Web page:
Be spooky, not racist

Let’s keep offensive costumes from ruining Halloween festivities

Without question, fall has always been my favorite season. I love the smell of fall candles and a cup of hot spiced apple cider paired with my favorite horror movies. But here’s what I don’t like about the season: the offensive Halloween costumes that exist disguised as “scary” or “sexy”. The reduction of people to stereotypes for a night of temporary fun isn’t what I would call a good idea.

Before you shop for face paint, outfits and spooky accessories, let’s establish one guideline for costumes this year: just don’t be racist. I feel like that should go without saying, but every year people don’t listen and I can’t face palm hard enough. Just because it’s Halloween and you can hide behind a costume, doesn’t mean you should.

The holiday may be weeks away still, but an online petition with thousands of signatures is gaining steam in its opposition against Yandy’s “sexy Native American” costumes like “Hot on the Hunt” and “Chief’s Desire.” The costume company previously pulled its “sexy” “Handmaid’s Tale” costume following protests concerning women’s oppression.

It released a statement saying that triggering offense was “not our intention on any level.” When enough white women complained, the company apologized, but when people in and out of Native communities complain the company stays quiet. Native American costumes are bestsellers at many shops all over the United States. That is the reality for many minority groups, and Halloween costumes cheapen the experiences and histories of people and hurt people by normalizing the dehumanization of their cultures.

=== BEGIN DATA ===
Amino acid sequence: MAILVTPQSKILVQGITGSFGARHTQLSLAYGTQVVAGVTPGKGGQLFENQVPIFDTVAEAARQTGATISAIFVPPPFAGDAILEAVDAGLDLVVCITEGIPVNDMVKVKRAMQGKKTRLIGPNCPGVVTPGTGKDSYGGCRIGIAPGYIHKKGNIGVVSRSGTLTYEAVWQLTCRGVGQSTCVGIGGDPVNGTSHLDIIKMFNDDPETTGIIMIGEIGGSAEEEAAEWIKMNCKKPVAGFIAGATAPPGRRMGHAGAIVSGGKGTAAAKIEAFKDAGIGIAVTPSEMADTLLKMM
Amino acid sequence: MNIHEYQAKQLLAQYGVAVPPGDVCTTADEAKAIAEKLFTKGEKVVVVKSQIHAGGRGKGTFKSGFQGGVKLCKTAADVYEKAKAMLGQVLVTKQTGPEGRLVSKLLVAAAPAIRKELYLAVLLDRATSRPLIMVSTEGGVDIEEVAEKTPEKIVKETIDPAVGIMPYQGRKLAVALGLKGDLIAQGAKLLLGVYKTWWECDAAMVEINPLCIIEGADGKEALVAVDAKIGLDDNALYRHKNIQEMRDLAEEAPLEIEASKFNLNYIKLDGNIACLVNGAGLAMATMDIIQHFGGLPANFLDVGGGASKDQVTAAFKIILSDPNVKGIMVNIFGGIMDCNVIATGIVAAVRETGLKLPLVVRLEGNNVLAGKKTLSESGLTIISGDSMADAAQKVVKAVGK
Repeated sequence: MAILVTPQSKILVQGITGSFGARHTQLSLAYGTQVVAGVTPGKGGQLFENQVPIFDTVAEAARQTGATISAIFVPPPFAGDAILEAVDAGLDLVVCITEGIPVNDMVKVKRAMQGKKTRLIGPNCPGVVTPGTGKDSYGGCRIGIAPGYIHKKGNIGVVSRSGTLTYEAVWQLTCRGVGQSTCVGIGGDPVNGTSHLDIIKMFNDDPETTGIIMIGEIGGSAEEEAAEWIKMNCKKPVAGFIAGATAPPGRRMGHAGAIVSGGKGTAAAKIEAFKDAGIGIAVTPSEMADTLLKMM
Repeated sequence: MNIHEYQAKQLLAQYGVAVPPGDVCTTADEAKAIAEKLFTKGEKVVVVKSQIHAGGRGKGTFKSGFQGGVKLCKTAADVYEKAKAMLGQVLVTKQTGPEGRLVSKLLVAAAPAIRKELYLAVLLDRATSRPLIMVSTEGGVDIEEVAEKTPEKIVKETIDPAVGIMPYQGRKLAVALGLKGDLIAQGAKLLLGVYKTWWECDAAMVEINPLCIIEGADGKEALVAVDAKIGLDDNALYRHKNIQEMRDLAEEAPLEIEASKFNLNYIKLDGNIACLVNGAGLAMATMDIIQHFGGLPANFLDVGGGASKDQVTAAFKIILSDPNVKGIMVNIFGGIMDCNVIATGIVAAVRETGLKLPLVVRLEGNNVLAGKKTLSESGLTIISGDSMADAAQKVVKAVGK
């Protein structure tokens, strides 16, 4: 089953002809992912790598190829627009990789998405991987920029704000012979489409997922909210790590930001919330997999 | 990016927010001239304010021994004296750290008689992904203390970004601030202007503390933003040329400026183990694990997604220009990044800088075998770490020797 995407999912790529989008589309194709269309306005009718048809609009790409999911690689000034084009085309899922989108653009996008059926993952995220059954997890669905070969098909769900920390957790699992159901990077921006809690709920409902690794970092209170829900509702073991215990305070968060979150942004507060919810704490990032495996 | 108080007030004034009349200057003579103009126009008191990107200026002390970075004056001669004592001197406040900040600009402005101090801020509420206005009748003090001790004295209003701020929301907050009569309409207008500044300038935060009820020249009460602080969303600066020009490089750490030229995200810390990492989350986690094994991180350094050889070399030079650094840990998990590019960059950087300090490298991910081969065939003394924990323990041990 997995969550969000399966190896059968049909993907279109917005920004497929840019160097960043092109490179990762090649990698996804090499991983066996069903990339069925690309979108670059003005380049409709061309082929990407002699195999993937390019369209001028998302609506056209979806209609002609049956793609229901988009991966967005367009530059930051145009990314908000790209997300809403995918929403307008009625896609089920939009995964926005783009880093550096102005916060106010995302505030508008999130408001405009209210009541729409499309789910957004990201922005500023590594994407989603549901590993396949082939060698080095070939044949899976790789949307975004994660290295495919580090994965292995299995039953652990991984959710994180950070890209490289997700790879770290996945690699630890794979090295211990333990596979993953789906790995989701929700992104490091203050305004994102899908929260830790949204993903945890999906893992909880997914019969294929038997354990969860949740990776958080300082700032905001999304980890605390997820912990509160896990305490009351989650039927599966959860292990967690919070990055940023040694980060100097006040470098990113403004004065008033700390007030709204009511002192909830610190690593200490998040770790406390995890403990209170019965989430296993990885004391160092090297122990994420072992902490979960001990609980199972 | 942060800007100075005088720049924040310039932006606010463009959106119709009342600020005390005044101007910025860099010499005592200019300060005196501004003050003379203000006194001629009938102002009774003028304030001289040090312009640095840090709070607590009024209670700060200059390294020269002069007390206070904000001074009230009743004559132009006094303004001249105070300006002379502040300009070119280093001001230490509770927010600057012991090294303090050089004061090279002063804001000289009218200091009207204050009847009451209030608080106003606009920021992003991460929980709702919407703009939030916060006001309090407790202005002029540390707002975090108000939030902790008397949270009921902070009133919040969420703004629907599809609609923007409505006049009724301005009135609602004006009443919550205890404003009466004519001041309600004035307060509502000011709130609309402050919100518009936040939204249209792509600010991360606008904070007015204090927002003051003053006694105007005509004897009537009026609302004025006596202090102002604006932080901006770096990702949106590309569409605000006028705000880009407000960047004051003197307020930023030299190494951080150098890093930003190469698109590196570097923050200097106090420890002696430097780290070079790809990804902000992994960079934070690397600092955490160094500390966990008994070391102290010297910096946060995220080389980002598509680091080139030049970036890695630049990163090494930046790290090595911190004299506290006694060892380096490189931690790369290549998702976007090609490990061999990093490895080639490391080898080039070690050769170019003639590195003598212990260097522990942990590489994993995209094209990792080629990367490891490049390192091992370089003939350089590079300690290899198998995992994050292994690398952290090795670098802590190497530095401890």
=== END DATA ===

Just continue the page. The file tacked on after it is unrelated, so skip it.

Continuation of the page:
When I see the phrase “cultural appropriation,” I know many people roll their eyes. How can a costume hurt someone? I can begin by saying that Native women are three and a half times more likely to be victims of violent crime than other women. The rate of sexual assault is more than twice the national average, highlighting the point that dressing up and perpetuating Native women as sex objects is especially harmful. Plenty of people believe that Native groups don’t even exist anymore and that their culture is up for grabs. By disregarding the role costumes play in this, you are only perpetuating further harm.

Leave headdresses and fake regalia out of your Ferris Halloween parties and music festivals like Coachella. It’s in bad taste. While you might wear a costume for one night, someone else lives with the stigma their entire life. While some offensive costumes are not as obvious as blackface, their presence is harmful. Though many don’t pick their costumes maliciously, society needs to understand the historic context and oppression of other people.

You can appreciate another’s culture without trying to imitate it into a mockery of what it really is. Even still, some people dress up as someone or somethings from another’s culture to honor it, like Katy Perry dressed up as a geisha for a song performance. Even if you have good intentions, that doesn’t mean you’re off the hook.

When this subject comes up every year, I think of every episode of Scooby-Doo where the creatures are unmasked and 9/10 times, the villain is an old white man. Don’t be that guy. It’s not that difficult to check out whether your costume is racist or not. The older I have gotten, the more I try to raise awareness and bring attention to Halloween costumes that are frankly unnecessary. Costumes aren’t just innocent
fun, and we can’t have a good scare when you add things like racism to the equation.

Go out and buy your Halloween costume and have fun at parties across Ferris and Big Rapids this month, but consider the story behind what you’re wearing. There are countless costume options that don’t hurt anyone and are so much fun to wear.